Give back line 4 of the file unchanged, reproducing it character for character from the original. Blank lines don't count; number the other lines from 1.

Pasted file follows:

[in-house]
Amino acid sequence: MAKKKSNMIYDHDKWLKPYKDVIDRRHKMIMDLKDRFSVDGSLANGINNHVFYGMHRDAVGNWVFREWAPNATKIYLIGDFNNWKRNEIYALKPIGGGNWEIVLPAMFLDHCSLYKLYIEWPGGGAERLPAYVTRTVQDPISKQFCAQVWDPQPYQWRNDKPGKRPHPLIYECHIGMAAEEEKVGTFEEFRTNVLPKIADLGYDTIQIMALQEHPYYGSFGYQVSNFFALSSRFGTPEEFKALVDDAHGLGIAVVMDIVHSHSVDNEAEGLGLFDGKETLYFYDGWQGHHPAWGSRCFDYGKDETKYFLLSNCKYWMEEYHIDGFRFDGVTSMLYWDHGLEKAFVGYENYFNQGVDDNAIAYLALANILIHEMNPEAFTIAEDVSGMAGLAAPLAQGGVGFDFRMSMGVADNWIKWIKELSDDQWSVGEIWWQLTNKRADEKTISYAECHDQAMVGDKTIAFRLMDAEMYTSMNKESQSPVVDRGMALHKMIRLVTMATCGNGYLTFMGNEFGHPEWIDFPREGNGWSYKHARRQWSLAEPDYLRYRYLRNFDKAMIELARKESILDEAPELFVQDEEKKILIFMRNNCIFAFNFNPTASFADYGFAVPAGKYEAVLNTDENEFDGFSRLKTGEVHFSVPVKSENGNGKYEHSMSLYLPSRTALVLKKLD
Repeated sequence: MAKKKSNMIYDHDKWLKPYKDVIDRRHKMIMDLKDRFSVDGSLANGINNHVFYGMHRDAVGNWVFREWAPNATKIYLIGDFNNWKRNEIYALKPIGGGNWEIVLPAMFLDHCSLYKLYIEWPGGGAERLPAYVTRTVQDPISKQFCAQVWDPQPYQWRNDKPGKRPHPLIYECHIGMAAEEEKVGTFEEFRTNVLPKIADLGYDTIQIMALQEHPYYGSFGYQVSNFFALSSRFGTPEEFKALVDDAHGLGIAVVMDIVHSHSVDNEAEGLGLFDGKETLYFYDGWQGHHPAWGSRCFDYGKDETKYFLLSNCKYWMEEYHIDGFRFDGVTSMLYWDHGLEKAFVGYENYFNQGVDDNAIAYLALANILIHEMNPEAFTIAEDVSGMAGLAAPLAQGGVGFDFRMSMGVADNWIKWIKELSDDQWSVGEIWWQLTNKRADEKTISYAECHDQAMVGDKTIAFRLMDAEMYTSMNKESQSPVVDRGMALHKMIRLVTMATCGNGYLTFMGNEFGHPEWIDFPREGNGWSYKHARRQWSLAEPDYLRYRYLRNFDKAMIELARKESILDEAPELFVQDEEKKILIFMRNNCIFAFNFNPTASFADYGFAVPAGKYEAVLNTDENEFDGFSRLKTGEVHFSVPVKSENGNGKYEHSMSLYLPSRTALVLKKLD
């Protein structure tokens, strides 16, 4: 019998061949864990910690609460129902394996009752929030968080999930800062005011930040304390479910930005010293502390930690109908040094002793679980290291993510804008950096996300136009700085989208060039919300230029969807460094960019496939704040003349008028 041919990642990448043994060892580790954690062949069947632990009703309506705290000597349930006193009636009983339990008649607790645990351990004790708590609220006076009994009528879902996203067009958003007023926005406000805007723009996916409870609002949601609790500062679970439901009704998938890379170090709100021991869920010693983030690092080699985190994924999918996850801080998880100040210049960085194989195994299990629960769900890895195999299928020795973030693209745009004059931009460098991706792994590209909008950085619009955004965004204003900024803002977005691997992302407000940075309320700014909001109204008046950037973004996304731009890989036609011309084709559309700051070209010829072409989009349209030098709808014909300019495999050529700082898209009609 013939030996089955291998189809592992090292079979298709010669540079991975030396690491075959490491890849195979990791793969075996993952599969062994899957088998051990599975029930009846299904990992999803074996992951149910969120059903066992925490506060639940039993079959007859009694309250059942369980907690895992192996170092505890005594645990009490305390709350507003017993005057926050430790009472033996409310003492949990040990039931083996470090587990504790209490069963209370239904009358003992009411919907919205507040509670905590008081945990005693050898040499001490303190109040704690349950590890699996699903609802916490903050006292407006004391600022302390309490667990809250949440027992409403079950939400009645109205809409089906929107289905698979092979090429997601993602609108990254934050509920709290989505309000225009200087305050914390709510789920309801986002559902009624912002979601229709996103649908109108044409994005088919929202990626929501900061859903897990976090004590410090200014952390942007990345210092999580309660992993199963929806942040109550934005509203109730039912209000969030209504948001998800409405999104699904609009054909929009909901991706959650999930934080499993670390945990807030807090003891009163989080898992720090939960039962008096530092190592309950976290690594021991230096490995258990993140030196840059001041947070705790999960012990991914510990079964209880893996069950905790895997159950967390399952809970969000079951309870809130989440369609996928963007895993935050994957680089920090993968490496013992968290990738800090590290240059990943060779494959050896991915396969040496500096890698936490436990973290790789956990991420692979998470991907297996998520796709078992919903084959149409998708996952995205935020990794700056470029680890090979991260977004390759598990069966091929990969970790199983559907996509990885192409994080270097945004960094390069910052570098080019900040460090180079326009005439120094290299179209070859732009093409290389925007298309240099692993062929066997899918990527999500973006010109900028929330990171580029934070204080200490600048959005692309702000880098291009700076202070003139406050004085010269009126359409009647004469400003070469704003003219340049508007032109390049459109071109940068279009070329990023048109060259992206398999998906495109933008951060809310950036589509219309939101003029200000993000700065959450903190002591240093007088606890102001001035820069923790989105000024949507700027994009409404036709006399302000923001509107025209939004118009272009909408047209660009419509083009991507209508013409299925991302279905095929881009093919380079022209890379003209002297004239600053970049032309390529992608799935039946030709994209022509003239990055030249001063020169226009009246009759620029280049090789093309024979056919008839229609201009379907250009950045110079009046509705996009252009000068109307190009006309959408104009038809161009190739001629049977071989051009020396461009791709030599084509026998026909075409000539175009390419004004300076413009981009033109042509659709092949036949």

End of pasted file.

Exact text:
């Protein structure tokens, strides 16, 4: 019998061949864990910690609460129902394996009752929030968080999930800062005011930040304390479910930005010293502390930690109908040094002793679980290291993510804008950096996300136009700085989208060039919300230029969807460094960019496939704040003349008028 041919990642990448043994060892580790954690062949069947632990009703309506705290000597349930006193009636009983339990008649607790645990351990004790708590609220006076009994009528879902996203067009958003007023926005406000805007723009996916409870609002949601609790500062679970439901009704998938890379170090709100021991869920010693983030690092080699985190994924999918996850801080998880100040210049960085194989195994299990629960769900890895195999299928020795973030693209745009004059931009460098991706792994590209909008950085619009955004965004204003900024803002977005691997992302407000940075309320700014909001109204008046950037973004996304731009890989036609011309084709559309700051070209010829072409989009349209030098709808014909300019495999050529700082898209009609 013939030996089955291998189809592992090292079979298709010669540079991975030396690491075959490491890849195979990791793969075996993952599969062994899957088998051990599975029930009846299904990992999803074996992951149910969120059903066992925490506060639940039993079959007859009694309250059942369980907690895992192996170092505890005594645990009490305390709350507003017993005057926050430790009472033996409310003492949990040990039931083996470090587990504790209490069963209370239904009358003992009411919907919205507040509670905590008081945990005693050898040499001490303190109040704690349950590890699996699903609802916490903050006292407006004391600022302390309490667990809250949440027992409403079950939400009645109205809409089906929107289905698979092979090429997601993602609108990254934050509920709290989505309000225009200087305050914390709510789920309801986002559902009624912002979601229709996103649908109108044409994005088919929202990626929501900061859903897990976090004590410090200014952390942007990345210092999580309660992993199963929806942040109550934005509203109730039912209000969030209504948001998800409405999104699904609009054909929009909901991706959650999930934080499993670390945990807030807090003891009163989080898992720090939960039962008096530092190592309950976290690594021991230096490995258990993140030196840059001041947070705790999960012990991914510990079964209880893996069950905790895997159950967390399952809970969000079951309870809130989440369609996928963007895993935050994957680089920090993968490496013992968290990738800090590290240059990943060779494959050896991915396969040496500096890698936490436990973290790789956990991420692979998470991907297996998520796709078992919903084959149409998708996952995205935020990794700056470029680890090979991260977004390759598990069966091929990969970790199983559907996509990885192409994080270097945004960094390069910052570098080019900040460090180079326009005439120094290299179209070859732009093409290389925007298309240099692993062929066997899918990527999500973006010109900028929330990171580029934070204080200490600048959005692309702000880098291009700076202070003139406050004085010269009126359409009647004469400003070469704003003219340049508007032109390049459109071109940068279009070329990023048109060259992206398999998906495109933008951060809310950036589509219309939101003029200000993000700065959450903190002591240093007088606890102001001035820069923790989105000024949507700027994009409404036709006399302000923001509107025209939004118009272009909408047209660009419509083009991507209508013409299925991302279905095929881009093919380079022209890379003209002297004239600053970049032309390529992608799935039946030709994209022509003239990055030249001063020169226009009246009759620029280049090789093309024979056919008839229609201009379907250009950045110079009046509705996009252009000068109307190009006309959408104009038809161009190739001629049977071989051009020396461009791709030599084509026998026909075409000539175009390419004004300076413009981009033109042509659709092949036949």